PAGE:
Le’Aia Reed will graduate from Bellarmine this year with a bachelor’s degree in Physics, becoming only the third woman to do so and the first woman of color.
When Reed was a child in Cincinnati, she was always interested in the physical world. She excelled in math and science in school, and she thinks it’s because her father was an engineer who worked on elevators and airplane parts.
He died when Reed was only 16. But her love for STEM subjects never faltered, even when they began to get difficult in high school. “I took Chemistry my 10th-grade year, and that's when I really started understanding what medicine is and how our world reacts to what we brought into the world,” she said. But at Bellarmine, she realized that college Chemistry was very different from what she had studied in high school. She consulted her mother about changing her major.
“I said, ‘What do you think that I really like?’ Because I know my mom: She paid attention to me and she paid attention to what I really liked. She said, ‘I think you would like Physics.’”
Reed realized there are a lot of different things she could do with a Physics degree, so she did change her major. Now she’s working on an invention to help people with mobility issues lift a lot of things at once, and she thinks she can make it happen.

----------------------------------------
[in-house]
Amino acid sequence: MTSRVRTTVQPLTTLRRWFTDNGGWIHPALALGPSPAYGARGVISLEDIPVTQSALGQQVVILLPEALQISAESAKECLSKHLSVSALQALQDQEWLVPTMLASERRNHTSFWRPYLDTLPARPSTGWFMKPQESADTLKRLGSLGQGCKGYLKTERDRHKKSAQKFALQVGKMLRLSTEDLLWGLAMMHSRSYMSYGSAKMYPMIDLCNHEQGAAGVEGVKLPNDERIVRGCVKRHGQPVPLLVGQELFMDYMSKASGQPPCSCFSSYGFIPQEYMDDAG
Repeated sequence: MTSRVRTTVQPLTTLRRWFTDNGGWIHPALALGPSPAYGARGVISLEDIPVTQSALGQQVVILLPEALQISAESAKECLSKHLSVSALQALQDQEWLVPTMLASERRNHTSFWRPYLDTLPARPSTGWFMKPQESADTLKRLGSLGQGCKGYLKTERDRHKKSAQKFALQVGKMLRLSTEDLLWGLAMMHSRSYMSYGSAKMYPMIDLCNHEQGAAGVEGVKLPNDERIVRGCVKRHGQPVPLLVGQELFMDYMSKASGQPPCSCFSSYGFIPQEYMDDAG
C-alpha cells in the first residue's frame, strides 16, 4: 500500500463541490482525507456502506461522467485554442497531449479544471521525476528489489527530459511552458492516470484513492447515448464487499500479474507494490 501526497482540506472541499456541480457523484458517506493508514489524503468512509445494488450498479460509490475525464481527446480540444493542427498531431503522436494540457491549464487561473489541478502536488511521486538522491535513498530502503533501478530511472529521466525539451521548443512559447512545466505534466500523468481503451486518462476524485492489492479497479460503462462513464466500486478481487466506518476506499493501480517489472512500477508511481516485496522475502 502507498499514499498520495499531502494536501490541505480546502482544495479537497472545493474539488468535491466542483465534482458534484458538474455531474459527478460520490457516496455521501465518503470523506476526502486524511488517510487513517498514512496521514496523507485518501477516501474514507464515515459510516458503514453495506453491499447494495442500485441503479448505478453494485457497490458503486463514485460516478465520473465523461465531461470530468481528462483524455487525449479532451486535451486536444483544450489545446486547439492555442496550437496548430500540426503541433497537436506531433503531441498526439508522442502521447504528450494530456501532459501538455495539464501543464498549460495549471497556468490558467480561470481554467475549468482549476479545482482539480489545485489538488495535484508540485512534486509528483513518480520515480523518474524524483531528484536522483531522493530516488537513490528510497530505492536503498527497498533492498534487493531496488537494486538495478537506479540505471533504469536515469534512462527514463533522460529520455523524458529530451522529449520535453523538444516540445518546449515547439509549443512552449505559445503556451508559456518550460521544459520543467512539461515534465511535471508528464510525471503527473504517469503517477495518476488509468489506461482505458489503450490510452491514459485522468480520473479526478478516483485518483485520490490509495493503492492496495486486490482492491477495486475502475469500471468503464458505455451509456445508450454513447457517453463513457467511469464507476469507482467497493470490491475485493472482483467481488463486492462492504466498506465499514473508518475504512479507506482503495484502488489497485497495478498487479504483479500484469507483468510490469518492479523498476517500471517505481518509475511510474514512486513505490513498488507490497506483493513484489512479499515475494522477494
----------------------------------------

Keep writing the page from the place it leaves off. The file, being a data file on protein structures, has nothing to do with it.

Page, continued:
Her time at Bellarmine was not easy, she said. She even considered dropping out.
“I felt like I didn't have any motivation at the time,” she said. She reached out to the Office of Identity and Inclusion, which helped her realize that she belonged at Bellarmine. “I just started to talk to people in there, and that's where my motivation built up. That’s why I kept going, why I didn't stop. You know there are people that are looking at you, that you probably wouldn’t even think, that people look up to you. Because you are in an upper class or, just in general, like you just would never know who's watching you and really rooting for you and wanting to see you successful.”
Reed was offered opportunities at larger schools, including The Tuskegee Institute and Ohio University, but she said the campuses were just too big.
“I'm not really the type of person to go to a big school,” she said. “I like the small community. At Bellarmine, you get to know your teachers a lot more than you would at a really big college.”
For now, she’s not sure if she’s going to apply to graduate school. The U.S. Navy has been in touch, offering to pay for grad school if she becomes a naval officer, which she is considering.
Her advice to young girls pursuing careers in STEM: “Talk to your teachers and ask for help when you need it. If you don’t ask for help, you’re not going to get it.”
She approached being the first woman of color to graduate with a Physics degree at Bellarmine with a simple attitude: “’If you can do it, I can do it.’”
Despite science being a male-dominated field, Reed didn’t hesitate to pursue her dream and didn’t let other students intimidate her. “Yeah, they're really smart. But you know, you have smart people, and you have really smart people. So, I can learn from them.”